Keep the Faith!

Note: All trademarks both marked and unmarked belong to their respective companies.

Tim Bryce is a writer and the Managing Director of M&JB Investment Company (M&JB) of Palm Harbor, Florida and has over 30 years of experience in the management consulting field. He can be reached at timb001@phmainstreet.com

For Tim’s columns, see:
timbryce.com

Like the article? TELL A FRIEND.

Copyright © 2013 by Tim Bryce. All rights reserved.

NEXT UP:  WHAT ARE YOU WEARING FOR HALLOWEEN? – The different types of costumes available and what is hot for 2013.

LAST TIME:  THE FOUR DAY WORK WEEK – Is working at home a viable alternative to the office or just another perk?

Listen to Tim on WJTN-AM (News Talk 1240) “The Town Square” with host John Siggins (Mon, Wed, Fri, 12:30-3:00pm Eastern), KGAB-AM 650 “The Morning Zone” with host Dave Chaffin (weekdays, 6:00-10:00am Mountain), and KIT-AM 1280 in Yakima, Washington “The Morning News” with hosts Lance Tormey & Brian Teegarden (weekdays. 6:00-9:00am Pacific). Or tune-in to Tim’s channel on YouTube.

Posted in Business, Food, Government | Tagged: , , , , | 2 Comments »

THE FOUR DAY WORK WEEK

Posted by Tim Bryce on October 25, 2013

BRYCE ON MANAGEMENT

– Is working at home a viable alternative to the office or just another perk?

(Click for AUDIO VERSION)
To use this segment in a Radio broadcast or Podcast, send TIM a request.

The four day work week has been back in the news lately. I am hearing of a lot of companies promoting the concept, whereby an employee works four days in the office and one at home or wherever he/she desires. The theory is to offer workers the freedom to work from home as opposed to the office which is commonly viewed as a pressure cooker. I never did buy into this concept and see it more as an excuse for employees to screw off. The only time I might accept it is when an employee is sick, particularly with an infectious disease, and it would serve the office better for that person to stay at home and not infect the other workers. Then again, we might get too many people calling in sick, but I digress.

The concept of telecommuting is an old one and something we would like to reward our more trusted employees with, but if you establish the precedent, others will claim unfair favoritism which may open Pandora’s Box in terms of legal ramifications. To overcome this, you will have to demonstrate the trusted worker is more productive than others, and since there is typically no metrics in this regards, it is difficult to substantiate the claim.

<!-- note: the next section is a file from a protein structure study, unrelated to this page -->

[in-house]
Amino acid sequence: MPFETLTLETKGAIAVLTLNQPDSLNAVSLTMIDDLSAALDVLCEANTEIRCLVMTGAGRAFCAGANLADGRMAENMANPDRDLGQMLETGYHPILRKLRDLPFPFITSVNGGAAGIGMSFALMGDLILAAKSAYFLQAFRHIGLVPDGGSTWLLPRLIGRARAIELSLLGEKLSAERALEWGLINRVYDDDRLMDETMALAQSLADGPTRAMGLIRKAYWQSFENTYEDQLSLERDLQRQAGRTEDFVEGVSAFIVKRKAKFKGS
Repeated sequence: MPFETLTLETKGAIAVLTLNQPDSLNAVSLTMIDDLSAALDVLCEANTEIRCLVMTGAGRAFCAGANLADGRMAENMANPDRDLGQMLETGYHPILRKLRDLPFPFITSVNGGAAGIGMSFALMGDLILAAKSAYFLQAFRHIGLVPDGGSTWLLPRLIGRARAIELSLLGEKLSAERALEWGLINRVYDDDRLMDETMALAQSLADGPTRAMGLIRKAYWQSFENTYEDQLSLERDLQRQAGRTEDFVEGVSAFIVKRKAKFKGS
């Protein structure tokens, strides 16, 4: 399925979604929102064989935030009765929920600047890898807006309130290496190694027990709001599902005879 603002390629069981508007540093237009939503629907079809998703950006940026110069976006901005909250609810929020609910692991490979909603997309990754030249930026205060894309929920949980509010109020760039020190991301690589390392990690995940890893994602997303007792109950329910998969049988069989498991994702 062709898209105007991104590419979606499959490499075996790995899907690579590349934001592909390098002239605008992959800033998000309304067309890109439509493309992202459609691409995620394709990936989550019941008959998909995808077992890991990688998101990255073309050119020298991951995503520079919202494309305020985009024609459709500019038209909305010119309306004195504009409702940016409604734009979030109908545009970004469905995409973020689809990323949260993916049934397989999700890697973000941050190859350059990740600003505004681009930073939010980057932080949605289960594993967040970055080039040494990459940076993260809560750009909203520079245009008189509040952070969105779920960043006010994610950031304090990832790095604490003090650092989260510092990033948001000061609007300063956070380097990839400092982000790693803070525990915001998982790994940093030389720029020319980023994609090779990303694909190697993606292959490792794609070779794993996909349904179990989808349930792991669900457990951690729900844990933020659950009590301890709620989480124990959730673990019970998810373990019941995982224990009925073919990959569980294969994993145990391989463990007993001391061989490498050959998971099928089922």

The problem as I see the four day work week is one of perspective. Most of today’s younger workers think in terms of hours worked, not what is produced during the period. This is a common flaw in today’s work mentality regardless of your occupation. As any true manager will tell you, it’s not the time you put in, it’s the work product you put out. Today, workers are more inclined to watch the clock as opposed to what they are supposed to be producing.

Assuming we allow employees to work at home, how do we substantiate the employee has been working? Blind faith? For those workers who make extensive use of computers, some simple software can be devised to monitor computer activity and gather statistics; e.g., number of keystrokes/mouse clicks, execution of programs, idle time, swapper file activity, data transmission over the Internet, etc. When you compare such statistics between the home and the office, it would be relatively easy to determine who is really working at home and who is abusing the system.

In its purest form, I really don’t have a problem with the concept of the four day work week, but it is ultimately based on worker trust, and I guess I have seen too many workers abuse a privilege like this over the years. As the old saying goes, “It’s not what I know about dogs that makes me an expert, it’s what I know about this dog that makes me an expert.”

Keep the Faith!

Note: All trademarks both marked and unmarked belong to their respective companies.